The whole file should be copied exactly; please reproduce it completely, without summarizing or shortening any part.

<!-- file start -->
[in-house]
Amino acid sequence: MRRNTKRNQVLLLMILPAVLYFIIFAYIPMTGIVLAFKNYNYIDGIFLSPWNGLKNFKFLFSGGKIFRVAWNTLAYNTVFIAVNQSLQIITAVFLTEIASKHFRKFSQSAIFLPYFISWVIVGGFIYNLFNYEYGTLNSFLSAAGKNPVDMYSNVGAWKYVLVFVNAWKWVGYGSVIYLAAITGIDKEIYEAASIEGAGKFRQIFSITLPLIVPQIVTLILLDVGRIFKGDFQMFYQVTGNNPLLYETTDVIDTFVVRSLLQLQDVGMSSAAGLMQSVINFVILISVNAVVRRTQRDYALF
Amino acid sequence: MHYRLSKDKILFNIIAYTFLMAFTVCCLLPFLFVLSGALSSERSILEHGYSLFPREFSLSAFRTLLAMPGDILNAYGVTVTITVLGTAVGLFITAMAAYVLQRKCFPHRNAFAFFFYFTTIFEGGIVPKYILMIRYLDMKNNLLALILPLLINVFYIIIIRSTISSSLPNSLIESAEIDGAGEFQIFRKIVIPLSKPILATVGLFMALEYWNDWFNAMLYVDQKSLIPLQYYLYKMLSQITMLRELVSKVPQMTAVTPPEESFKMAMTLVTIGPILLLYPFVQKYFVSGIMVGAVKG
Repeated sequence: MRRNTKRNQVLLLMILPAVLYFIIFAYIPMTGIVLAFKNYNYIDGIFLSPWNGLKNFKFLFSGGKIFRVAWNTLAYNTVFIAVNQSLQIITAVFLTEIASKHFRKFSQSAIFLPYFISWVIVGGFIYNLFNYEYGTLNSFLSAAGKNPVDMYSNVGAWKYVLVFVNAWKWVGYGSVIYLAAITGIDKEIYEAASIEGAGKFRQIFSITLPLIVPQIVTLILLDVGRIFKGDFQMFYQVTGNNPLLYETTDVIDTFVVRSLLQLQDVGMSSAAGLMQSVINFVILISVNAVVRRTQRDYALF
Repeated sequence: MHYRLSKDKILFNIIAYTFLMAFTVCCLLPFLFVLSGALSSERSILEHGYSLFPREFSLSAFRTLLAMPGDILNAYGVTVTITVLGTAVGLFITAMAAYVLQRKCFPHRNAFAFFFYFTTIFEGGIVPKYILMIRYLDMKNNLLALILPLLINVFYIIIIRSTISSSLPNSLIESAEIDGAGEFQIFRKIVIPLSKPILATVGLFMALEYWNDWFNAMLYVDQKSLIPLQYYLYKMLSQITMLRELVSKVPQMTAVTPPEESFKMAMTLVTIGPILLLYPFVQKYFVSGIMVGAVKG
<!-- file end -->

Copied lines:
[in-house]
Amino acid sequence: MRRNTKRNQVLLLMILPAVLYFIIFAYIPMTGIVLAFKNYNYIDGIFLSPWNGLKNFKFLFSGGKIFRVAWNTLAYNTVFIAVNQSLQIITAVFLTEIASKHFRKFSQSAIFLPYFISWVIVGGFIYNLFNYEYGTLNSFLSAAGKNPVDMYSNVGAWKYVLVFVNAWKWVGYGSVIYLAAITGIDKEIYEAASIEGAGKFRQIFSITLPLIVPQIVTLILLDVGRIFKGDFQMFYQVTGNNPLLYETTDVIDTFVVRSLLQLQDVGMSSAAGLMQSVINFVILISVNAVVRRTQRDYALF
Amino acid sequence: MHYRLSKDKILFNIIAYTFLMAFTVCCLLPFLFVLSGALSSERSILEHGYSLFPREFSLSAFRTLLAMPGDILNAYGVTVTITVLGTAVGLFITAMAAYVLQRKCFPHRNAFAFFFYFTTIFEGGIVPKYILMIRYLDMKNNLLALILPLLINVFYIIIIRSTISSSLPNSLIESAEIDGAGEFQIFRKIVIPLSKPILATVGLFMALEYWNDWFNAMLYVDQKSLIPLQYYLYKMLSQITMLRELVSKVPQMTAVTPPEESFKMAMTLVTIGPILLLYPFVQKYFVSGIMVGAVKG
Repeated sequence: MRRNTKRNQVLLLMILPAVLYFIIFAYIPMTGIVLAFKNYNYIDGIFLSPWNGLKNFKFLFSGGKIFRVAWNTLAYNTVFIAVNQSLQIITAVFLTEIASKHFRKFSQSAIFLPYFISWVIVGGFIYNLFNYEYGTLNSFLSAAGKNPVDMYSNVGAWKYVLVFVNAWKWVGYGSVIYLAAITGIDKEIYEAASIEGAGKFRQIFSITLPLIVPQIVTLILLDVGRIFKGDFQMFYQVTGNNPLLYETTDVIDTFVVRSLLQLQDVGMSSAAGLMQSVINFVILISVNAVVRRTQRDYALF
Repeated sequence: MHYRLSKDKILFNIIAYTFLMAFTVCCLLPFLFVLSGALSSERSILEHGYSLFPREFSLSAFRTLLAMPGDILNAYGVTVTITVLGTAVGLFITAMAAYVLQRKCFPHRNAFAFFFYFTTIFEGGIVPKYILMIRYLDMKNNLLALILPLLINVFYIIIIRSTISSSLPNSLIESAEIDGAGEFQIFRKIVIPLSKPILATVGLFMALEYWNDWFNAMLYVDQKSLIPLQYYLYKMLSQITMLRELVSKVPQMTAVTPPEESFKMAMTLVTIGPILLLYPFVQKYFVSGIMVGAVKG